I grew up riding in Virginia hunt country in the 1980s, an experience not for the faint of heart. When you fell off, you got back on—always—and there were no excuses for not riding. When I was 9, I finished a trail ride, including jumping solid stone walls and coops, after breaking my collarbone within the first 10 minutes. At 12, I rode my too large, too green off-track Thoroughbred through multiple bucking/bolting sprees, eventually keeping a paper bag in my back pocket that I pulled out when I inevitably began hyperventilating. When your lesson was scheduled or the horse show was booked, you rode your horse from start to finish. End of story.
I know that when I was growing up, my trainer did the best she could, passing along what she was taught: Get back on, be tough and get over it. Still, I can’t help but wonder if my own riding trajectory would look dramatically different if I hadn’t been overfaced at a young age without the power to stand up for myself or say no. As a pro, would I have been able to confidently ride any young spooky warmblood without holding my breath the entire time, anticipating the worst? Would turn-in and turnout times have been a non-event rather than a daily moment of anxiety? Would I have easily handled the biters, kickers, bolters, buckers, proppers, spinners and rearers that are inevitable as an exercise rider and groom in a stable of top-level, extremely athletic horses?
The truth is I’ll never know. I am who I am, and my life has been what it’s been, and there are no chances to go back and try again. In my professional days, I constantly compared myself to those who seemed to have no trouble doing things that made me chew antacids like candy, and I constantly felt like I came up short as a rider and a person. In my intro blog post, I said that I realized I didn’t want to sacrifice enough to take my riding career to the next level—that’s only partly true. The other part is that I knew I literally didn’t have the guts, and it gutted me.
When people ask me what the main difference is between being a professional and an amateur, I don’t say skill—let’s face it, many of our sport’s top riders are amateurs, and anyone can hang up their shingle as a professional. The main difference is the lack of choice that comes with having a P on your USEF card. Dangerous horse? Not great conditions? Too bad—it’s your job to deal with it; there’s no saying no. This parallel makes me believe my link from timid child rider to timid pro is linear. When my choice is taken away from me, that’s when my baggage gets heaviest.
As an amateur, it means that I need to maintain a level of honesty regarding my riding capabilities and to remember that I always have agency over how I choose to ride on any given day. For example, even though my horse purchase budget allowed for a fancy 2-year-old prospect, I decided to get my older, good-natured Paint-Appendix Quarter Horse instead because I knew that if my daily routine required sitting on a horse that was less than predictable, things would go downhill for both of us fast.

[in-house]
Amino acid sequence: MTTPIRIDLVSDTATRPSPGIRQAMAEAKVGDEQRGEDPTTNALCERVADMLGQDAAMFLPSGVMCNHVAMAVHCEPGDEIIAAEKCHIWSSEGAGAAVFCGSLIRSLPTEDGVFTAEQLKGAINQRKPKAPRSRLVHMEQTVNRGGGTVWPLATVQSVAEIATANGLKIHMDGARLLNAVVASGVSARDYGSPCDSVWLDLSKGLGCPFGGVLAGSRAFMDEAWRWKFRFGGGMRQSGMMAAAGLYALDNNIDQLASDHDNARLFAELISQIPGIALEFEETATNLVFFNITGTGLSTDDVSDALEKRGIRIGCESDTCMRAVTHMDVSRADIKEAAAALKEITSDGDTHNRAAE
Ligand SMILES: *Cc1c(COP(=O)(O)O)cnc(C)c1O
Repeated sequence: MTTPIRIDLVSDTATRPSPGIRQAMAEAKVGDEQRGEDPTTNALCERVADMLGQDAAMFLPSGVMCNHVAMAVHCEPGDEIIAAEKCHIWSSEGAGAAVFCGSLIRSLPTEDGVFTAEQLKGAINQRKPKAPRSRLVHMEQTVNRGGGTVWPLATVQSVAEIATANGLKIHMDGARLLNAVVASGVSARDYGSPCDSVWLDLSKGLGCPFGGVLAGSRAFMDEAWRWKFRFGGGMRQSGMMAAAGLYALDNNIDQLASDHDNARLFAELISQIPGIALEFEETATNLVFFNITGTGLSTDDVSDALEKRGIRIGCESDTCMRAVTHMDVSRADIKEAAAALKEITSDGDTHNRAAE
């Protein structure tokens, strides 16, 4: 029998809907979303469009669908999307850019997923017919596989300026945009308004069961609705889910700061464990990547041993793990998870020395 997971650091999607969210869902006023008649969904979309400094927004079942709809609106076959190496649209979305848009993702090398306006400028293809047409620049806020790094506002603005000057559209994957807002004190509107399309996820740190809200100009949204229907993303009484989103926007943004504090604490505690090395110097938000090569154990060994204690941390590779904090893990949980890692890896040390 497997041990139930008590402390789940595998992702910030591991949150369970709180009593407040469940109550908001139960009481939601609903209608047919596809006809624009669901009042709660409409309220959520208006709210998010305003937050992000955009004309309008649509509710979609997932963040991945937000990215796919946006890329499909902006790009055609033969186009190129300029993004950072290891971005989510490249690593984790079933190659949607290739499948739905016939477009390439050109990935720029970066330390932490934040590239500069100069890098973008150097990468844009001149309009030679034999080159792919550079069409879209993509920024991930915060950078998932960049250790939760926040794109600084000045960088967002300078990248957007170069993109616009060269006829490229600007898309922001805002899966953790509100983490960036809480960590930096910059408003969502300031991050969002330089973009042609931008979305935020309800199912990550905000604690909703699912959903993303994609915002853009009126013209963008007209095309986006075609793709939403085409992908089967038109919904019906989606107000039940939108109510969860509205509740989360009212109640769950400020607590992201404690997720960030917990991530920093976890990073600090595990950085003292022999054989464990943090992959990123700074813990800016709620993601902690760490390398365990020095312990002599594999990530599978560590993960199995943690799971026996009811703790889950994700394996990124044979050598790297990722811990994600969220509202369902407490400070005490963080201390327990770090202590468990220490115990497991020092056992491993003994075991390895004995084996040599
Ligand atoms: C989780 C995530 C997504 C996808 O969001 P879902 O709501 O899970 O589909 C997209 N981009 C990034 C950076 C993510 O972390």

When people watch me ride, they would never guess that I am not naturally brave. I chat with fellow riders who I think are fearless and am surprised to hear that they too struggle with anxiety in the saddle. Lately, I’ve been heartened by all of the fantastic resources available to those without nerves of steel and by all of the top riders who are opening up about their own struggles and challenges around this topic. I still sometimes play the “what if” game with myself: What if I grew up riding in this current climate of increasing honesty and acceptance and sports psychology rather than the tough love times of yore? Would I be braver?
Maybe. Maybe not. But I’m done beating myself up over what might have been, or comparing my level of comfort to someone else’s as a litmus test to my sense of self-worth. Am I capable of doing what some others do in the saddle? No. Am I a “lesser than” rider because of that fact? Maybe. Does that matter? Only if I let it. Am I a “lesser than” person? Definitely not.
It’s a difficult leap to make, accepting your limitations, especially when you hold yourself to standards of excellence. It’s remembering that your limitations don’t define you as a Good or Bad rider or person. All you can be is the best, truest version of yourself, and that’s ultimately all our horses want from us anyway.
Sophie Coffey grew up riding by the seat of her pants in Virginia hunt country, and she took a flying leap into the top levels of the sport through sheer will and luck after a cold call landed her a job at Hunterdon, Inc. She continued freelancing as a jack-of-all-trades through her 20s for some of the top names in the industry, getting the best education possible in horsemanship and larger life lessons. After leaving the sport to pursue a career in marketing, she returned in 2018 as an adult amateur with a little APHA mare named Callie, who has a passionate love of peppermints and jumping with her knees to her eyeballs. She resides with her increasingly horsey husband and three cats in Boulder, Colorado.